At a time when colleges are under fierce pressure to diversify their faculty and staff, higher ed leaders are discussing ways to grow a pool of diverse applicants and banish bias from the hiring process.
But while a push to increase diversity seems to be on every college and university’s list of goals, not all institutions are thinking beyond hiring when it comes to fulfilling DEI goals. Although hiring candidates can be tough, retaining them can be even tougher. After all, competition is steep: there are currently more than 377,000 midsize and large nonprofits in the United States—all of which have set a goal to diversify their staff, notes EAB Analyst Maria Morrison.
We’ve rounded up four tactics for welcoming, supporting, and ultimately retaining the faculty and staff you hire at your institution:
1. Take an intersectional approach
Climate surveys and exit interviews are helpful in understanding how your institution can improve inclusion efforts. But to really understand your campus’s climate—and implement relevant, lasting changes—you need to take an intersectional approach, argues Ruchika Tulshyan, author of The Diversity Advantage: Fixing Gender Inequality in the Workplace.
For instance, if you administer an engagement survey by division, analyze results by race, ethnicity, and gender “to surface nuances for particular demographic groups,” recommends EAB’s Advancement Forum.
Then, you can use the results to inform implicit bias or diversity trainings to address the unique challenges individuals face at your institution, recommends Tulshyan.
2. Implement inclusion programming
All faculty and staff at your institution can benefit from inclusion programming, which can take the form of an annual institution-wide training session or monthly brown bag discussions on topics like gender fluidity and race, according to the EAB Advancement Forum.
To ensure that inclusion programming is top of mind year round, consider forming working groups that focus on specific inclusion goals or including inclusion work as a standing item for staff meetings. You can also highlight diversity and inclusion efforts in newsletters and emails, recommends EAB’s Advancement Forum.
3. Fund and support resource groups
Teams can connect faculty and staff through employee groups and programs, such as cross-department coffee chats or cross-divisional shadow days, according to the Advancement Forum. Colleges and universities can also implement institution-wide employee resource groups (ERGs).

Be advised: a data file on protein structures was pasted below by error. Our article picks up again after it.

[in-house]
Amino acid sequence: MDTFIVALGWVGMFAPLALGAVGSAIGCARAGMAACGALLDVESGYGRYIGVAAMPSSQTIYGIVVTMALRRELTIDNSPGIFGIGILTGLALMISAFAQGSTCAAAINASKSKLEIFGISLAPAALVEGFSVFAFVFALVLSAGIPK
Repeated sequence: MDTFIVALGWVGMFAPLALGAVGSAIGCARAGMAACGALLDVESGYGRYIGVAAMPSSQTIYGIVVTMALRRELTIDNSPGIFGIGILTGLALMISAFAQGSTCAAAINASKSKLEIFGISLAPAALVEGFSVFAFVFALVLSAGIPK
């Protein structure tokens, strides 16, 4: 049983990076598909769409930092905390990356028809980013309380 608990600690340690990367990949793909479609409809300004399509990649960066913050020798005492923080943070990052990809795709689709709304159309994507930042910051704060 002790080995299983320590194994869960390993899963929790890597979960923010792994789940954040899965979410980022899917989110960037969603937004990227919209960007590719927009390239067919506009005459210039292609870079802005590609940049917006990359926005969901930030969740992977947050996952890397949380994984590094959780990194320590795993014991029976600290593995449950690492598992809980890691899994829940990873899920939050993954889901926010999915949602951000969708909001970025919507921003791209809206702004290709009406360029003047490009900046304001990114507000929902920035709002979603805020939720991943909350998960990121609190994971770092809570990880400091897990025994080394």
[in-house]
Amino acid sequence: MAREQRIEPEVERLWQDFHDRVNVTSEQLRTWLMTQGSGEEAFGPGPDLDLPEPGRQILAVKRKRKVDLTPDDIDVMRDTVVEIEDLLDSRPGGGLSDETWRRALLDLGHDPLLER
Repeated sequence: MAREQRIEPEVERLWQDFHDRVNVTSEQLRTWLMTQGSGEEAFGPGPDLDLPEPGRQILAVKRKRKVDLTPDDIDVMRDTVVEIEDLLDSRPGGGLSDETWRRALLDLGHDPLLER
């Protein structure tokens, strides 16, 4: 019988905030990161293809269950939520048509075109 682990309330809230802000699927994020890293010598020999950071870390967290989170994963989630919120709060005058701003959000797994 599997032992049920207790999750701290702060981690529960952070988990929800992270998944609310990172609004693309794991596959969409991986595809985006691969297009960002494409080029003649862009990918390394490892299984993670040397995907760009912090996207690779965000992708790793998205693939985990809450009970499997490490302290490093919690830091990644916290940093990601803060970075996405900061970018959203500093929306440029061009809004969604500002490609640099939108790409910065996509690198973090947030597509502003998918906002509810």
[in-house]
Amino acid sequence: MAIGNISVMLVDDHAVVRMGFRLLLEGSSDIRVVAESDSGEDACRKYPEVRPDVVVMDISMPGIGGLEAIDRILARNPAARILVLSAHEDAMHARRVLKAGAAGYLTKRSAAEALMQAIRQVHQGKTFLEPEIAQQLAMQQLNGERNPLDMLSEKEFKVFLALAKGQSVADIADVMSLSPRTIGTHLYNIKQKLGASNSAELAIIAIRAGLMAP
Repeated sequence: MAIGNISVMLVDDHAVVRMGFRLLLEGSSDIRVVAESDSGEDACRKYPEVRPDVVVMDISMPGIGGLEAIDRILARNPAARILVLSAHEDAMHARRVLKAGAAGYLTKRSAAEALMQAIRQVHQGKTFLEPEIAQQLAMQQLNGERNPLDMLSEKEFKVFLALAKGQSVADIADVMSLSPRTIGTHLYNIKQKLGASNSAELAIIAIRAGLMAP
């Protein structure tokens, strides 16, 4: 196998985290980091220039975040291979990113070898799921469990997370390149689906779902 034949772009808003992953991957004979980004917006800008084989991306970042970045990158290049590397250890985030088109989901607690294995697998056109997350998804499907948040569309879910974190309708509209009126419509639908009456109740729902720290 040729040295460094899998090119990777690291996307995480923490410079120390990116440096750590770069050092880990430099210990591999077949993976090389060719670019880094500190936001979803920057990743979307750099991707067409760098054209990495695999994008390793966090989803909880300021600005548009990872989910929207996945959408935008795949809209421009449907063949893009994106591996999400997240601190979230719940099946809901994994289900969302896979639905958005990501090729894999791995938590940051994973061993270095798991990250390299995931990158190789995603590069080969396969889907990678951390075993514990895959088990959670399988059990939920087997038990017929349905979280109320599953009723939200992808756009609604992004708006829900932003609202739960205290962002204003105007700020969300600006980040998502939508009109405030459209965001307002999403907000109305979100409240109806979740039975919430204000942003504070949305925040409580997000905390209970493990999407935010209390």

While these groups and programs should be open to all employees at your institution, ensure that the groups achieve the goal of supporting traditionally marginalized communities. “When you address the most marginalized communities in the organization, you have a better shot at creating an inclusive environment,” explains Tulshyan.
And perhaps most importantly, ensure that faculty and staff aren’t piling the added responsibility of running an ERG on top of their full-time workload, notes Nicole Sanchez, founder and CEO of Vaya Consulting. “Give people time [out of their normal workload] to work on [diversity, equity, and inclusion],” says Sanchez.
4. Facilitate mentorships
Mentorships not only act as support networks for faculty and staff, they also provide opportunities for leadership and professional development.
Leadership development is particularly important, as senior administrators are typically far less diverse than the rest of campus. In fact, a 2019 study published in the Hispanic Journal of Law and Policy reports that just 5.2% and 6.6% of tenured faculty at bachelor’s institutions are Black and Hispanic, respectively. And these numbers are even lower at the doctoral level, where Black and Hispanic employees make up just 4% and 4.6% of tenured faculty, respectively, compared to 74.2% of White employees.
“Promotion of diversity during new faculty recruitment clearly isn’t enough,” writes EAB Senior Research Analyst Michelle DeMenna for the Academic Affairs Forum. Both new hires and post-tenured faculty “need access to a mentor who can provide guidance on career development and the promotion process.”
Sources: Schwartz, Education Dive, 5/9/19; Tulshyan, Harvard Business Review, 7/1; White, Inside Higher Ed, 10/18/16